Update: Donald Trump's former campaign adviser, Roger Stone, admitted that the presumptive nominee was his own spokesperson during the 1990s.
Stone told Breitbart radio on Saturday that Trump did pose as his own publicist.
“Trump wanted to get his spin and his side of the story, so he handled the press call himself, probably because he didn’t want to pay a public relations expert. What difference does it make?," Stone said, asserting the media should focus on Clinton's political scandals rather than Trump's pseudonyms.
Update: When the Washington Post attempted to call Trump and obtain a statement, the line suddenly went dead. Reporters asked Trump if he had ever employed someone named John Miller as a spokesperson, after which the call dropped.
Trump's secretary later said, "I heard you got disconnected. He can’t take the call now. I don’t know what happened.”
If you needed more proof that Donald Trump is a narcissistic, compulsive liar, the Washington Post has revealed that he’s been known to pretend to be his own spokesman just to talk himself up to the media.
During the early years of his career — using the pseudonyms, “John Miller” and “John Barron” — Trump would speak to reporters on his own behalf.
Several journalists who encountered the fictitious characters and some of Trump’s former aides have confirmed the charade.
Evidently, he wasn’t too great at disguising his very recognizable voice because they all said he sounded exactly like himself, according to The Washington Post.
Back in 1991, Sue Carswell — who was working for People magazine — was assigned to cover Trump’s divorce from his then wife Ivana. She recalled him defending his romantic relationships and personal character.
“He’s a good guy, and he’s not going to hurt anybody ... He treated his wife well and ... he will treat Marla well,” he reportedly said of his budding relationship with model Marla Maples at the time.
He also bragged about actresses and celebrity women being attracted to him, even claiming singer Madonna and actress Kim Basinger wanted to go out on a date with him.
In addition to sharing stories about his love life, he also reportedly boasted of his financial status.
Trump was confronted about the old recordings on Friday during a segment of NBC’s “Today” and in true Trump fashion, he denied it all and played dumb.
“No, I don’t think it — I don’t know anything about it. You’re telling me about it for the first time and it doesn’t sound like my voice at all,” he said. “I have many, many people that are trying to imitate my voice and then you can imagine that, and this sounds like one of the scams, one of the many scams — doesn’t sound like me.”
He addressed the issue again with a more definitive declaration that the person on the phone was not him. He also tried to belittle the Post’s discovery by pointing out how old the recordings are.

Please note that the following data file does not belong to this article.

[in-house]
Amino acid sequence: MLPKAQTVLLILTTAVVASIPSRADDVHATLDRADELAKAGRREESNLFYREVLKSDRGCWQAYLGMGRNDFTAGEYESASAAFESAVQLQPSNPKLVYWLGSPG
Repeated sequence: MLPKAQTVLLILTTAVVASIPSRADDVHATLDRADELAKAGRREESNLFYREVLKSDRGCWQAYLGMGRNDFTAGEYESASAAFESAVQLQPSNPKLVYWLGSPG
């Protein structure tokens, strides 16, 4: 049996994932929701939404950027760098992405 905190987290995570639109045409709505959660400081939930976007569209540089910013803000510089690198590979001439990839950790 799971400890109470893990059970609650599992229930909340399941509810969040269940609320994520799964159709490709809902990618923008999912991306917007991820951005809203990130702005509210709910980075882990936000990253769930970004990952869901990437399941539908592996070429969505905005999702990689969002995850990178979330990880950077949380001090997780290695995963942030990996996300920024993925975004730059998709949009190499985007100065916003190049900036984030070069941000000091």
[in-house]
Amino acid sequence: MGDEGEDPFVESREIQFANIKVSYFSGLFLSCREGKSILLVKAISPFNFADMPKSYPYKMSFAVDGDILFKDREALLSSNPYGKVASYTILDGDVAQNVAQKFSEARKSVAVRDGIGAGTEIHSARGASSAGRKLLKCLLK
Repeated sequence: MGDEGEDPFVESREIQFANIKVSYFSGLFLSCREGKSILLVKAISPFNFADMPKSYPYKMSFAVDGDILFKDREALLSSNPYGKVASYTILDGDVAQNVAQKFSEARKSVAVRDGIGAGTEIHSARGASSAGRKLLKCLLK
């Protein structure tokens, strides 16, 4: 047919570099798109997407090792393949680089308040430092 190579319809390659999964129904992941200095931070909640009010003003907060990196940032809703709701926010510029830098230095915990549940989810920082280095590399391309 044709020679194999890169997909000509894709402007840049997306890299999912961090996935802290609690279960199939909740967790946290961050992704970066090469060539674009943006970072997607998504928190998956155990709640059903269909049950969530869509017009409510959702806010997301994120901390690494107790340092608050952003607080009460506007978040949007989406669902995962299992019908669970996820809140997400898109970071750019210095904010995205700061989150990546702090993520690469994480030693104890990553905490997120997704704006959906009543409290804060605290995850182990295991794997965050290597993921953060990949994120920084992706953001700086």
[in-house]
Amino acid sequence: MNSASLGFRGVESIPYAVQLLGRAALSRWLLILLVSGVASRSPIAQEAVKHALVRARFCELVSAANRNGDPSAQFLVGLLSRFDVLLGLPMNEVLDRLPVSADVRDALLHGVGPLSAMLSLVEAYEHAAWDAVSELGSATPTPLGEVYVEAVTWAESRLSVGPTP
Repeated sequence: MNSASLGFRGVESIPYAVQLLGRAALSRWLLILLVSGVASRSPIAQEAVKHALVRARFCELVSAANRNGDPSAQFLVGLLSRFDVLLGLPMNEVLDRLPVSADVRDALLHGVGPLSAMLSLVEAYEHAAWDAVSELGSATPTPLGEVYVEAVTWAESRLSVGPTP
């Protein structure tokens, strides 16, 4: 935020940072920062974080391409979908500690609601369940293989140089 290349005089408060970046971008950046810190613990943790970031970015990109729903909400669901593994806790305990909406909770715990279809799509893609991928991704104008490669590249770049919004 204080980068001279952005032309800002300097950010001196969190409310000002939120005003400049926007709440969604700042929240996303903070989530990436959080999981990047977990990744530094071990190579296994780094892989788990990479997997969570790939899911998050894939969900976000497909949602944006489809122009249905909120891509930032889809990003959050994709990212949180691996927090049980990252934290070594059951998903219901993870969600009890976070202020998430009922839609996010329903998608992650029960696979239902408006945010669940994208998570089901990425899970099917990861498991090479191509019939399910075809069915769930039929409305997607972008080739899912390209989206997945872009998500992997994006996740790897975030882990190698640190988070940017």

“It was not me on the phone. And it doesn’t sound like me on the phone, I will tell you that, and it was not me on the phone. And when was this? Twenty-five years ago?”
Carswell, who unveiled the decades-old tapes, reminisced on her encounter and the strangeness of it all.
“This was so farcical, that he pretended to be his own publicist," she said. "Here was this so-called billion-dollar real estate mogul, and he can’t hire his own publicist. It also said something about the control he wanted to keep of the news cycle flowing with this story, and I can’t believe he thought he’d get away with it.”
This bizarre news comes as no surprise since Trump has displayed signs of being very narcissistic throughout his career and recently during his presidential campaign.
He also knows how to work the press, which has helped propel his popularity and make way for him to become the GOP presidential presumptive nominee. He previously outlined his mentality regarding the media in his book, “The Art of the Deal.”
“One thing I’ve learned about the press is that they’re always hungry for a good story, and the more sensational the better,” Trump wrote. “The point is that if you are a little different, or a little outrageous, or if you do things that are bold or controversial, the press is going to write about you.”
That pompous quote actually offers insight into exactly the strategy he’s been using throughout his campaign, which has been both sensational and controversial, to say the least.
Other reporters have attested to receiving calls from Trump’s “spokesperson.” According to the Washington Post, editors at New York tabloids claimed they received calls from “Barron” so often that it became a running joke in their offices.
Before you start thinking that this level of narcissism is too far-fetched to believe, remember that Trump — a presidential candidate with no political experience — recently told reporters that his primary foreign policy consultant is himself. (side-eye…)